The current crisis has pushed Yemen into a state of complete anarchy. Fears of the country turning into the next battleground for a proxy war between Iran and Saudi Arabia loom large. More importantly, the Al Qaeda in the Arabian Peninsula has used the crisis to seize and control a significant extent of Yemeni territory including the port of Mukallah, the country’s fifth largest city. In addition, the Yemeni associates of the Islamic State have also expanded, albeit in a limited way, their presence.88 A humanitarian crisis of immense magnitude as a result of intensified fighting is also a serious challenge. The crisis has already claimed the lives of about 1,000 people and forced a further 100,000 or so to flee their homes. Some have even sought safety across the Gulf of Aden in war-torn Somalia. The first medical aid team from the International Committee of the Red Cross (ICRC) and the United Nations Children's Fund (UNICEF) could reach Yemen only on April 10, 2015. People are already under immense pressure firstly because of the fighting between the rebels and the government on one hand and the aerial bombing carried out by the Saudi-led coalition on the other. According to the World Bank (2012) and UNDP (2013) reports, Yemen ranks 154th in the world in human development.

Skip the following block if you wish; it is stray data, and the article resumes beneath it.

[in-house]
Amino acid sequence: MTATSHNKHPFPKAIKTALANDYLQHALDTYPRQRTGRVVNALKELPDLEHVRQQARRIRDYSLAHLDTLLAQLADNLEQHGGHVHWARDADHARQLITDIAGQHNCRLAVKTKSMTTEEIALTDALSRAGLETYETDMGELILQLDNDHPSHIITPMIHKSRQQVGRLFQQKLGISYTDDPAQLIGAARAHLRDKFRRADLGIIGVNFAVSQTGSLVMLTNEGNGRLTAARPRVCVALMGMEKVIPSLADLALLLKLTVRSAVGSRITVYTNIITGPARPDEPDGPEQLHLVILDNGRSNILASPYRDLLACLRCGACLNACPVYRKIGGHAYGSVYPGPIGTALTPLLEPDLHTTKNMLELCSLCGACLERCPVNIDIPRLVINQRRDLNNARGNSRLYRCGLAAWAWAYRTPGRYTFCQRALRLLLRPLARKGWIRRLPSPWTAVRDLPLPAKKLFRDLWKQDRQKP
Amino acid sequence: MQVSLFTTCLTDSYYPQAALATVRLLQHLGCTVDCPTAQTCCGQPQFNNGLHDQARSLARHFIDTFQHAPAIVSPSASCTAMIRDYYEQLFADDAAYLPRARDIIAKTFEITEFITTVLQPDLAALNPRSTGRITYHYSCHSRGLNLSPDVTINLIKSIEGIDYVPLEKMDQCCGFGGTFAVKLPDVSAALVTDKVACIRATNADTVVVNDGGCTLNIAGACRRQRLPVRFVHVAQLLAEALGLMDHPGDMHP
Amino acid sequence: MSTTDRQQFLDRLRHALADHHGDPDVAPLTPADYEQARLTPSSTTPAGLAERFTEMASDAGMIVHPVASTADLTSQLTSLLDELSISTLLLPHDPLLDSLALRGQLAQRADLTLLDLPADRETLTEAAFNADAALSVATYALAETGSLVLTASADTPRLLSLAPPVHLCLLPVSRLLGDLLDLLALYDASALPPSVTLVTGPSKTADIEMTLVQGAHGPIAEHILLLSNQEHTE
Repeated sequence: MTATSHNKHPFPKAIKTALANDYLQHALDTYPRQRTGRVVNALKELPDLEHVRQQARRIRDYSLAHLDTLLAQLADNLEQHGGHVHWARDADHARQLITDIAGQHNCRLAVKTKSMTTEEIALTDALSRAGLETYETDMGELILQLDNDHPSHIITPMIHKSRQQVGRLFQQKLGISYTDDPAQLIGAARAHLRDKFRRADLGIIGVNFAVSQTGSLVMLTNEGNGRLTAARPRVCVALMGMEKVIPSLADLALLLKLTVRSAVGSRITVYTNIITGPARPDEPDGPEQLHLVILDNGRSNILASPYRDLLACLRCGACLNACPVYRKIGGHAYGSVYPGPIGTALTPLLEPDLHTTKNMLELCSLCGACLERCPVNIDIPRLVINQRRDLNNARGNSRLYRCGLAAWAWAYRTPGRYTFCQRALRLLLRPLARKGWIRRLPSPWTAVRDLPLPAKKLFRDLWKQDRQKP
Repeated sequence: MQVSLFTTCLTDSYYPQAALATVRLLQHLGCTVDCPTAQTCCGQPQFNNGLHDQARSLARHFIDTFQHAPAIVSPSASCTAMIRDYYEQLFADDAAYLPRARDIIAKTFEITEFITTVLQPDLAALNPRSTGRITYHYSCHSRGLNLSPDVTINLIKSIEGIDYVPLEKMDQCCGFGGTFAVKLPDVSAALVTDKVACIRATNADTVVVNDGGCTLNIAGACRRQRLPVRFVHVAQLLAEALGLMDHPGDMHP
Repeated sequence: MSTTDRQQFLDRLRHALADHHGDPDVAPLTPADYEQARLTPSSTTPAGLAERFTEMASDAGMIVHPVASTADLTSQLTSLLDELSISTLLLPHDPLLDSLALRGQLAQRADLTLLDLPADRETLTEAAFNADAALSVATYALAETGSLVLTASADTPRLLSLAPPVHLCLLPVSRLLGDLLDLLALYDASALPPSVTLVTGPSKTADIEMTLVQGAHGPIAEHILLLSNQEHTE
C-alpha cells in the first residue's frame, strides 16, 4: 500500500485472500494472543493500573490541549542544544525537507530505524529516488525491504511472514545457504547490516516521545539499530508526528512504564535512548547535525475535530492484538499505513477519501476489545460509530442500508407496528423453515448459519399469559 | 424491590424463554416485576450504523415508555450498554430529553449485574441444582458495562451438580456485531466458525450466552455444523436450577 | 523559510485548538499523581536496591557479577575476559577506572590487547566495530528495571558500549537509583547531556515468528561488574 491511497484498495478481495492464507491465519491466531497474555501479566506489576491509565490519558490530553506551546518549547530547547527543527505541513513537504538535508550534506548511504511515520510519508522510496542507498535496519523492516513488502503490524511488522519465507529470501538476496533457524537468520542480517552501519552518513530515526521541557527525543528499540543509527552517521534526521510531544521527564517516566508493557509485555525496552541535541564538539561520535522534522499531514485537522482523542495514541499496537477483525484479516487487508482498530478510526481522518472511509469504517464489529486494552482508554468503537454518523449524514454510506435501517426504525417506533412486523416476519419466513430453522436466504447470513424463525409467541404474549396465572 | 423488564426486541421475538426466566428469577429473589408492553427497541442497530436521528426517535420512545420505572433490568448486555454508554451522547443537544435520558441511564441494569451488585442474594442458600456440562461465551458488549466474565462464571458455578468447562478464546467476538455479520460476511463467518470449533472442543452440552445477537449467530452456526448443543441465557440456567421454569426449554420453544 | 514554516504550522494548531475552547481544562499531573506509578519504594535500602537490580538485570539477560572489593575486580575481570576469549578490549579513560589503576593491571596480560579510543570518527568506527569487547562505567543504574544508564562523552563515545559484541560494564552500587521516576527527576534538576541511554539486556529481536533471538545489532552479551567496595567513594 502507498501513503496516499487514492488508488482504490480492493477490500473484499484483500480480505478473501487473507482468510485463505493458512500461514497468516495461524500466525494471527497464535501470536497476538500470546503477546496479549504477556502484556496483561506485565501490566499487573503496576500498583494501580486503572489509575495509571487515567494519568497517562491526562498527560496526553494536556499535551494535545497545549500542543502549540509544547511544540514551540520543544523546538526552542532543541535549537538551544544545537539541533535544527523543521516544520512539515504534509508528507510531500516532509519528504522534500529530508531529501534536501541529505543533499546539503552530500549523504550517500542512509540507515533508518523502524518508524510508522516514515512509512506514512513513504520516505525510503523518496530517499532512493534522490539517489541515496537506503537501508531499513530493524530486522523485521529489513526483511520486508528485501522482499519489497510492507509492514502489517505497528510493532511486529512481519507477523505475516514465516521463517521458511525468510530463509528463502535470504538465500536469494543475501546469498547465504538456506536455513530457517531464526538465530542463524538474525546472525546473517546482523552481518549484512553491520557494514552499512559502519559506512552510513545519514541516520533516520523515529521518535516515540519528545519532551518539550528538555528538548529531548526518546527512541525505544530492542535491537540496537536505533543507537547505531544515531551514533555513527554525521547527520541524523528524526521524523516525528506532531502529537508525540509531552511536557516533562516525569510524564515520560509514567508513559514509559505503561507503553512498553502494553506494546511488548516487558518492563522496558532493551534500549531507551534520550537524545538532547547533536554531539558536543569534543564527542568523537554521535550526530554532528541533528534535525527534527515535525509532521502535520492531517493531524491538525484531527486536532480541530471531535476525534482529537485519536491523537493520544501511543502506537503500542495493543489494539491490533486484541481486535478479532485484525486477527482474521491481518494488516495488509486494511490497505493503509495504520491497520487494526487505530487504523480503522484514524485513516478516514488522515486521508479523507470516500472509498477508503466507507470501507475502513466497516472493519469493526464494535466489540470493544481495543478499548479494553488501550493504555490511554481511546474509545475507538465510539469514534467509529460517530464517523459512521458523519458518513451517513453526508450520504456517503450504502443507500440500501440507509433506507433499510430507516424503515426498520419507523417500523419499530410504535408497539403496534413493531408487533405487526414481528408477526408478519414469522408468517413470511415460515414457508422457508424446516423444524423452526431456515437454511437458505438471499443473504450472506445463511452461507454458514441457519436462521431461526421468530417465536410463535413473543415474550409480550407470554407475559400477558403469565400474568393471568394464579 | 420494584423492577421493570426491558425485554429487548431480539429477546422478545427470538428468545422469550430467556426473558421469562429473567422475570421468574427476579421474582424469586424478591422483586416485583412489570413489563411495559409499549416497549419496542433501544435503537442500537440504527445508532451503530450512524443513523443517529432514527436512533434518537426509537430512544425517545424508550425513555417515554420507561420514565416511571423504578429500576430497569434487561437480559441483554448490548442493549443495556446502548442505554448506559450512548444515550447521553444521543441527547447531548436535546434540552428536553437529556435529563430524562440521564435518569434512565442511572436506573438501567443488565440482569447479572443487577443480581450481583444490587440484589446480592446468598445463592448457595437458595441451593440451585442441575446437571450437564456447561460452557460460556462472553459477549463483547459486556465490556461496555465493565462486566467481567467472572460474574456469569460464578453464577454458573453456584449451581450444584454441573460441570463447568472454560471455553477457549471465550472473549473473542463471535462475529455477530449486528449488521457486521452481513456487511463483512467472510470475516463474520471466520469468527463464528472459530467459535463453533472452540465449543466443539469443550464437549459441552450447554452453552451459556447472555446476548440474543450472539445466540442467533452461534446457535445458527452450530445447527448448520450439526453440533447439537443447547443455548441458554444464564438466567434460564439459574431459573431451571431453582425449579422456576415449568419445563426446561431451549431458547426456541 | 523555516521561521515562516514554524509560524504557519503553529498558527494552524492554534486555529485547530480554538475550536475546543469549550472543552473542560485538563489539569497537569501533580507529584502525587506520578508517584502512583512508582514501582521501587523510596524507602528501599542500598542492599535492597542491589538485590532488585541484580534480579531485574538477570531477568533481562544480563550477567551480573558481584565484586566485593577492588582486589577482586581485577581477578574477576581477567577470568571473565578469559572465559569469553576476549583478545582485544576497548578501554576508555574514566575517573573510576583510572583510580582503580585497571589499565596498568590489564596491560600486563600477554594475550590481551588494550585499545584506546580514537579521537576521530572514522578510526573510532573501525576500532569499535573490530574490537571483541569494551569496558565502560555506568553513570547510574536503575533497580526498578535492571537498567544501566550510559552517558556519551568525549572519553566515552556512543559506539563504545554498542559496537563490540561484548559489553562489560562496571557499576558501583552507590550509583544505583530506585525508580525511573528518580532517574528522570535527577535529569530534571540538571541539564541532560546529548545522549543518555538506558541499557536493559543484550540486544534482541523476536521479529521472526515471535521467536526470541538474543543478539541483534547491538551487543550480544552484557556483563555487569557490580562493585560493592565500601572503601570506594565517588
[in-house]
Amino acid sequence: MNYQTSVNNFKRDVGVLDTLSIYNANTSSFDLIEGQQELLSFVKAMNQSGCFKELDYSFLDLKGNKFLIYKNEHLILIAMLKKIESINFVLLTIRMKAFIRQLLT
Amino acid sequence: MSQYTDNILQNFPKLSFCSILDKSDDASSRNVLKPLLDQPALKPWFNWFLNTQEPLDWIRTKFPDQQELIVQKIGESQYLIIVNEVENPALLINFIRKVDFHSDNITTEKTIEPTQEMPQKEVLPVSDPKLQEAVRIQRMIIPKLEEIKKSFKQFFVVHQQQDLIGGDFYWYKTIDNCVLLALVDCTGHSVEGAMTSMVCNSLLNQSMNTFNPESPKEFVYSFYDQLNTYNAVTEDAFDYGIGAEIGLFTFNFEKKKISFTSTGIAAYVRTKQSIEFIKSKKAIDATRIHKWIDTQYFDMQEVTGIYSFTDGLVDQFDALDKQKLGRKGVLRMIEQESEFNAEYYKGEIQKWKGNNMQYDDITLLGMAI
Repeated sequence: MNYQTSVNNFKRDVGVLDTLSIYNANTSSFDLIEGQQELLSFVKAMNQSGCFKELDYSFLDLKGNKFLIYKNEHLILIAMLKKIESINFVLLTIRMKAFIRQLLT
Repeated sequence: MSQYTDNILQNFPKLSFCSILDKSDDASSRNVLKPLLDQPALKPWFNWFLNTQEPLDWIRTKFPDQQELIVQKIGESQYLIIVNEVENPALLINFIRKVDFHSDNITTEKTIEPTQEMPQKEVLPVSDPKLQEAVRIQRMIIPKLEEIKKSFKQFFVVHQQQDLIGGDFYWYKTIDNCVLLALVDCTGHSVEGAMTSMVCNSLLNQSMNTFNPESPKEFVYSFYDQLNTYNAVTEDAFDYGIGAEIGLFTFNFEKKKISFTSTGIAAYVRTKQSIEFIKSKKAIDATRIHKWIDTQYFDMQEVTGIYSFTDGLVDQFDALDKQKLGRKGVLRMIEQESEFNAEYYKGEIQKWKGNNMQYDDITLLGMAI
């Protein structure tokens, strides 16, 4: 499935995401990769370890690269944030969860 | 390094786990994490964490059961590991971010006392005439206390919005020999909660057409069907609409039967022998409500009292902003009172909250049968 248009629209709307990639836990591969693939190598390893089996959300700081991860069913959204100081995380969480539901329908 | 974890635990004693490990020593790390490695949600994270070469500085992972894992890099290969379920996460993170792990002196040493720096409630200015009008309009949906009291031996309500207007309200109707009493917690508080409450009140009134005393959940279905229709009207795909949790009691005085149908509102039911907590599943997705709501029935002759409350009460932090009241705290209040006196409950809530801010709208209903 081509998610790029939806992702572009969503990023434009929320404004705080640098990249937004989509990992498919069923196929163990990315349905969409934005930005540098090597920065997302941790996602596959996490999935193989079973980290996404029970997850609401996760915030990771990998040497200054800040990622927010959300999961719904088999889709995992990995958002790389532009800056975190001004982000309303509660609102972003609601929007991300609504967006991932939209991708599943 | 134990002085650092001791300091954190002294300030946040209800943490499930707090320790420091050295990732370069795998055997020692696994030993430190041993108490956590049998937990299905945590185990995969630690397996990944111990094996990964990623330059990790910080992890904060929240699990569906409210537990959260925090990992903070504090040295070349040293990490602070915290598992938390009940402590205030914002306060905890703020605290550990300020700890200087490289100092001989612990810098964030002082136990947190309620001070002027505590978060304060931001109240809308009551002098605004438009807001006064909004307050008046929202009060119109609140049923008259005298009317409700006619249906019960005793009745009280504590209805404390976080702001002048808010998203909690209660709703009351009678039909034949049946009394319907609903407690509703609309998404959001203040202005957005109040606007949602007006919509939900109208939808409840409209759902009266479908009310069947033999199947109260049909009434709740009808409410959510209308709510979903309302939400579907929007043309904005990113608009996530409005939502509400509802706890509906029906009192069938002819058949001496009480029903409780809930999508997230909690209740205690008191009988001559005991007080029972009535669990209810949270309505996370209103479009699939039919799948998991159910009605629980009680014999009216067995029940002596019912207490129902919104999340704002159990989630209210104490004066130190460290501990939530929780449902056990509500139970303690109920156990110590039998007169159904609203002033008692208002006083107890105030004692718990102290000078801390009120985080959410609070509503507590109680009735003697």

Some of the possible consequences of the current conflict could be:

    • It could flare up into regional conflict particularly between Iran and Saudi Arabia and end up engulfing the entire region.
    • Military cooperation among Arab countries could create some kind of polarisation between those who are supportive of the military actions against the Houthi and those who do not wish to get involved in such a campaign.
    • While a direct military intervention by Iran is extremely unlikely, the dispatch of a flotilla, comprising of a logistic vessel and a destroyer, came at a sensitive time and was designed to send a strong message of Iran’s assertiveness to the Saudi-led coalition bombing Yemen. The tough posturing of the Iranian President and Supreme Leader is indicative of that country’s commitment to staying engaged in Yemen.